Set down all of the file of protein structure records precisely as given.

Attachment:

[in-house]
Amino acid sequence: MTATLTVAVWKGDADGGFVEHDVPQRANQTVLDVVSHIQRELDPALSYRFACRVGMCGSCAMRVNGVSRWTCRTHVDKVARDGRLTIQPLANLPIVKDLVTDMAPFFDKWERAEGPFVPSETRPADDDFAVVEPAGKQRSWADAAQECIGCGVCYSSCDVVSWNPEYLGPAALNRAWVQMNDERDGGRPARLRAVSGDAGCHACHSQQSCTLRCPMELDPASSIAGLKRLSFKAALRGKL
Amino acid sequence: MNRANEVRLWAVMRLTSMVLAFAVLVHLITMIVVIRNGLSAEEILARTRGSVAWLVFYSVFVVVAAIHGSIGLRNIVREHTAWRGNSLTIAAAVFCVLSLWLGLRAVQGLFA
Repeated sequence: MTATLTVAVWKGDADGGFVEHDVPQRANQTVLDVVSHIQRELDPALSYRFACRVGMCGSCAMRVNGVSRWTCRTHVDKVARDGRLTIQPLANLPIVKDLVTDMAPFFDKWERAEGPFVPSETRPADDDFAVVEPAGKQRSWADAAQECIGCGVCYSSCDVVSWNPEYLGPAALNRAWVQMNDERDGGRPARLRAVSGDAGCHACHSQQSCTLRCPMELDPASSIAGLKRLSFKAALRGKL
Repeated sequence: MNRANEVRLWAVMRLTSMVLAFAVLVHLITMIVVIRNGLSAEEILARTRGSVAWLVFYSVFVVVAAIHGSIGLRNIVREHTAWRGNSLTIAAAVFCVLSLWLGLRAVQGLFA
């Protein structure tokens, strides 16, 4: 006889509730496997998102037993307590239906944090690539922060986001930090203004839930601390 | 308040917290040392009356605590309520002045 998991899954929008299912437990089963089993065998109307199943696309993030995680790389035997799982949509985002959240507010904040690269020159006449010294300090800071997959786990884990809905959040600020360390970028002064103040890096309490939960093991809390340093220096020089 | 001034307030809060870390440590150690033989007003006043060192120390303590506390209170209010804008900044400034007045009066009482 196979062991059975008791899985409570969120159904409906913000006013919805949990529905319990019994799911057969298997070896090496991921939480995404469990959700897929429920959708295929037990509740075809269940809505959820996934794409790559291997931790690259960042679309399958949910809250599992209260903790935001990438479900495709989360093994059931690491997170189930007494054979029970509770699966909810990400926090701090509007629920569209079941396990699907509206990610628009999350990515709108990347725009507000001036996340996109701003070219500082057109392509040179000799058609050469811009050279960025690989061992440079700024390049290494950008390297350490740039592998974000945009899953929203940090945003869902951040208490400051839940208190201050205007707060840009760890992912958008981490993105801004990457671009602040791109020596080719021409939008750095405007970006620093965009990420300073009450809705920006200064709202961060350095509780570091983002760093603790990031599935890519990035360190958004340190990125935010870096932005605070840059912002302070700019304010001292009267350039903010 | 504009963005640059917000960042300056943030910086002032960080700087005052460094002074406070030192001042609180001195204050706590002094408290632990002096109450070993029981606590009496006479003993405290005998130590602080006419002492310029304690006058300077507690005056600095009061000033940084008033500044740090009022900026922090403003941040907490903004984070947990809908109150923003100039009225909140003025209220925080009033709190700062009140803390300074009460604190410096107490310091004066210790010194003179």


[in-house]
Amino acid sequence: MTATLTVAVWKGDADGGFVEHDVPQRANQTVLDVVSHIQRELDPALSYRFACRVGMCGSCAMRVNGVSRWTCRTHVDKVARDGRLTIQPLANLPIVKDLVTDMAPFFDKWERAEGPFVPSETRPADDDFAVVEPAGKQRSWADAAQECIGCGVCYSSCDVVSWNPEYLGPAALNRAWVQMNDERDGGRPARLRAVSGDAGCHACHSQQSCTLRCPMELDPASSIAGLKRLSFKAALRGKL
Amino acid sequence: MNRANEVRLWAVMRLTSMVLAFAVLVHLITMIVVIRNGLSAEEILARTRGSVAWLVFYSVFVVVAAIHGSIGLRNIVREHTAWRGNSLTIAAAVFCVLSLWLGLRAVQGLFA
Repeated sequence: MTATLTVAVWKGDADGGFVEHDVPQRANQTVLDVVSHIQRELDPALSYRFACRVGMCGSCAMRVNGVSRWTCRTHVDKVARDGRLTIQPLANLPIVKDLVTDMAPFFDKWERAEGPFVPSETRPADDDFAVVEPAGKQRSWADAAQECIGCGVCYSSCDVVSWNPEYLGPAALNRAWVQMNDERDGGRPARLRAVSGDAGCHACHSQQSCTLRCPMELDPASSIAGLKRLSFKAALRGKL
Repeated sequence: MNRANEVRLWAVMRLTSMVLAFAVLVHLITMIVVIRNGLSAEEILARTRGSVAWLVFYSVFVVVAAIHGSIGLRNIVREHTAWRGNSLTIAAAVFCVLSLWLGLRAVQGLFA
């Protein structure tokens, strides 16, 4: 006889509730496997998102037993307590239906944090690539922060986001930090203004839930601390 | 308040917290040392009356605590309520002045 998991899954929008299912437990089963089993065998109307199943696309993030995680790389035997799982949509985002959240507010904040690269020159006449010294300090800071997959786990884990809905959040600020360390970028002064103040890096309490939960093991809390340093220096020089 | 001034307030809060870390440590150690033989007003006043060192120390303590506390209170209010804008900044400034007045009066009482 196979062991059975008791899985409570969120159904409906913000006013919805949990529905319990019994799911057969298997070896090496991921939480995404469990959700897929429920959708295929037990509740075809269940809505959820996934794409790559291997931790690259960042679309399958949910809250599992209260903790935001990438479900495709989360093994059931690491997170189930007494054979029970509770699966909810990400926090701090509007629920569209079941396990699907509206990610628009999350990515709108990347725009507000001036996340996109701003070219500082057109392509040179000799058609050469811009050279960025690989061992440079700024390049290494950008390297350490740039592998974000945009899953929203940090945003869902951040208490400051839940208190201050205007707060840009760890992912958008981490993105801004990457671009602040791109020596080719021409939008750095405007970006620093965009990420300073009450809705920006200064709202961060350095509780570091983002760093603790990031599935890519990035360190958004340190990125935010870096932005605070840059912002302070700019304010001292009267350039903010 | 504009963005640059917000960042300056943030910086002032960080700087005052460094002074406070030192001042609180001195204050706590002094408290632990002096109450070993029981606590009496006479003993405290005998130590602080006419002492310029304690006058300077507690005056600095009061000033940084008033500044740090009022900026922090403003941040907490903004984070947990809908109150923003100039009225909140003025209220925080009033709190700062009140803390300074009460604190410096107490310091004066210790010194003179």